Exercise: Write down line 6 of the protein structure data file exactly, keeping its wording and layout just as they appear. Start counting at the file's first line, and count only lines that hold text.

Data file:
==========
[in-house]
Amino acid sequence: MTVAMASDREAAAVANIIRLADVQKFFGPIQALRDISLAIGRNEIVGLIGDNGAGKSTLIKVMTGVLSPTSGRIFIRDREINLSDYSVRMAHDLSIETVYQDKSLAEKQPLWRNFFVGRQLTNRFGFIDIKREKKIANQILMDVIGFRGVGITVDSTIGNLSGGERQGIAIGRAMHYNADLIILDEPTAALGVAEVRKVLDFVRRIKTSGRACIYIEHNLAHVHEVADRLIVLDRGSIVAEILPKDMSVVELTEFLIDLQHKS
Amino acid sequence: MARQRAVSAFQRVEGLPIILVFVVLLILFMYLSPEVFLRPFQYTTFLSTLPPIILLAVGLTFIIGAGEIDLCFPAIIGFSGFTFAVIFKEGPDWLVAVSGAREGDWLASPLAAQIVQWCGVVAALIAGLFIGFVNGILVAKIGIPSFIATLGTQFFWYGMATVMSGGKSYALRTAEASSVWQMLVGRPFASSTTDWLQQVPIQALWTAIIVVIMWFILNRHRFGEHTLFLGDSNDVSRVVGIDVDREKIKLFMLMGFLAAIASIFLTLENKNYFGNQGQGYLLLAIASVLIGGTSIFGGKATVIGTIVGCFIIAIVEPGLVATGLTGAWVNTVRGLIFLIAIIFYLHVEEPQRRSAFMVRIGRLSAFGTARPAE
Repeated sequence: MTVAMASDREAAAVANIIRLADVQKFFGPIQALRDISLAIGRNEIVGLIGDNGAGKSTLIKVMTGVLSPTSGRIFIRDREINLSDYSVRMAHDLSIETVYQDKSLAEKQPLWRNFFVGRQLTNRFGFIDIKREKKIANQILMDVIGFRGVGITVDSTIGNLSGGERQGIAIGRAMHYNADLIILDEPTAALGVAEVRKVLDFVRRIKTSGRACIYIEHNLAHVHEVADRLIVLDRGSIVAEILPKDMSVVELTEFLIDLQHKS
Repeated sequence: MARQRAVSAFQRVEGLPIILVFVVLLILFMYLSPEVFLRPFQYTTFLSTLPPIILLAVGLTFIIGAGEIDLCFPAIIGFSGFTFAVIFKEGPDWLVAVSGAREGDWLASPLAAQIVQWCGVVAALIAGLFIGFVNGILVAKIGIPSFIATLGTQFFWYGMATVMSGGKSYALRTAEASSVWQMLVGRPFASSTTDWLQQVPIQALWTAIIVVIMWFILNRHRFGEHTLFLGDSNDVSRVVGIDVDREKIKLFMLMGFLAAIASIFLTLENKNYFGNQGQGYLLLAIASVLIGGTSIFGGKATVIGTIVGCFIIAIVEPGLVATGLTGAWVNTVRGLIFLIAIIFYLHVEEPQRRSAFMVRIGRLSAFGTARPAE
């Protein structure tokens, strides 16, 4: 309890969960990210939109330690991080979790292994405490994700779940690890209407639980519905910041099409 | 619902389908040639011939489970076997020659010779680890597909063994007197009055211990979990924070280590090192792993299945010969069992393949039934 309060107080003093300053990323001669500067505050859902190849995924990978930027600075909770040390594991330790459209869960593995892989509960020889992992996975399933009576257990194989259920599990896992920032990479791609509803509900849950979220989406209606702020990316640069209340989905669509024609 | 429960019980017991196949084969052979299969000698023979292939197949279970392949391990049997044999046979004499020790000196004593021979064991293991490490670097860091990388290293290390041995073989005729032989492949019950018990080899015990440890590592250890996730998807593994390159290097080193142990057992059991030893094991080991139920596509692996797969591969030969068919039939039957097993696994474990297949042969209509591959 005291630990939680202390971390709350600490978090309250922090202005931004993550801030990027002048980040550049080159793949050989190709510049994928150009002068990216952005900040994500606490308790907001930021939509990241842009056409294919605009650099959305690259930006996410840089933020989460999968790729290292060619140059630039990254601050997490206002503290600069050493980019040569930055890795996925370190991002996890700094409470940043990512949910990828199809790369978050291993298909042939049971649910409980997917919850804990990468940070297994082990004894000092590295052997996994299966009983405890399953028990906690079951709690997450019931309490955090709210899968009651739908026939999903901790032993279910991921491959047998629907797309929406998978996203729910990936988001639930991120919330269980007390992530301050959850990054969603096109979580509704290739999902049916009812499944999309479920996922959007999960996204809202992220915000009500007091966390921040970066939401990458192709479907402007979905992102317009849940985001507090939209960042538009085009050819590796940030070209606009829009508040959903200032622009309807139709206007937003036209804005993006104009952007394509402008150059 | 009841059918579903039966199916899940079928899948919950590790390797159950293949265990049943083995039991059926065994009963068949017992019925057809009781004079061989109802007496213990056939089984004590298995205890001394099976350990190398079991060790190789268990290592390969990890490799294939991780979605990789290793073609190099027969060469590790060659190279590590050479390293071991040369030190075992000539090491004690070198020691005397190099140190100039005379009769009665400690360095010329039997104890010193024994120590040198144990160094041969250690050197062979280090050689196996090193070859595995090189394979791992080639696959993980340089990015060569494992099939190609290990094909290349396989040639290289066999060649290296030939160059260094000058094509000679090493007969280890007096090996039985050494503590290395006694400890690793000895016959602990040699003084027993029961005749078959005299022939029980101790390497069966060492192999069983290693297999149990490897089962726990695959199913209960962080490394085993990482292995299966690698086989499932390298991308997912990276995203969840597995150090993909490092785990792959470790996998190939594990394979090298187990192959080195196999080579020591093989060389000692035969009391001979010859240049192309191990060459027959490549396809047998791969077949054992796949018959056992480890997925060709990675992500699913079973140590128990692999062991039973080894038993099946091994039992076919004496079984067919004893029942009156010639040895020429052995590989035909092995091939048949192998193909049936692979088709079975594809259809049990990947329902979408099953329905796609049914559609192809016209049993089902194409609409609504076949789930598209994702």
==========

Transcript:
């Protein structure tokens, strides 16, 4: 309890969960990210939109330690991080979790292994405490994700779940690890209407639980519905910041099409 | 619902389908040639011939489970076997020659010779680890597909063994007197009055211990979990924070280590090192792993299945010969069992393949039934 309060107080003093300053990323001669500067505050859902190849995924990978930027600075909770040390594991330790459209869960593995892989509960020889992992996975399933009576257990194989259920599990896992920032990479791609509803509900849950979220989406209606702020990316640069209340989905669509024609 | 429960019980017991196949084969052979299969000698023979292939197949279970392949391990049997044999046979004499020790000196004593021979064991293991490490670097860091990388290293290390041995073989005729032989492949019950018990080899015990440890590592250890996730998807593994390159290097080193142990057992059991030893094991080991139920596509692996797969591969030969068919039939039957097993696994474990297949042969209509591959 005291630990939680202390971390709350600490978090309250922090202005931004993550801030990027002048980040550049080159793949050989190709510049994928150009002068990216952005900040994500606490308790907001930021939509990241842009056409294919605009650099959305690259930006996410840089933020989460999968790729290292060619140059630039990254601050997490206002503290600069050493980019040569930055890795996925370190991002996890700094409470940043990512949910990828199809790369978050291993298909042939049971649910409980997917919850804990990468940070297994082990004894000092590295052997996994299966009983405890399953028990906690079951709690997450019931309490955090709210899968009651739908026939999903901790032993279910991921491959047998629907797309929406998978996203729910990936988001639930991120919330269980007390992530301050959850990054969603096109979580509704290739999902049916009812499944999309479920996922959007999960996204809202992220915000009500007091966390921040970066939401990458192709479907402007979905992102317009849940985001507090939209960042538009085009050819590796940030070209606009829009508040959903200032622009309807139709206007937003036209804005993006104009952007394509402008150059 | 009841059918579903039966199916899940079928899948919950590790390797159950293949265990049943083995039991059926065994009963068949017992019925057809009781004079061989109802007496213990056939089984004590298995205890001394099976350990190398079991060790190789268990290592390969990890490799294939991780979605990789290793073609190099027969060469590790060659190279590590050479390293071991040369030190075992000539090491004690070198020691005397190099140190100039005379009769009665400690360095010329039997104890010193024994120590040198144990160094041969250690050197062979280090050689196996090193070859595995090189394979791992080639696959993980340089990015060569494992099939190609290990094909290349396989040639290289066999060649290296030939160059260094000058094509000679090493007969280890007096090996039985050494503590290395006694400890690793000895016959602990040699003084027993029961005749078959005299022939029980101790390497069966060492192999069983290693297999149990490897089962726990695959199913209960962080490394085993990482292995299966690698086989499932390298991308997912990276995203969840597995150090993909490092785990792959470790996998190939594990394979090298187990192959080195196999080579020591093989060389000692035969009391001979010859240049192309191990060459027959490549396809047998791969077949054992796949018959056992480890997925060709990675992500699913079973140590128990692999062991039973080894038993099946091994039992076919004496079984067919004893029942009156010639040895020429052995590989035909092995091939048949192998193909049936692979088709079975594809259809049990990947329902979408099953329905796609049914559609192809016209049993089902194409609409609504076949789930598209994702």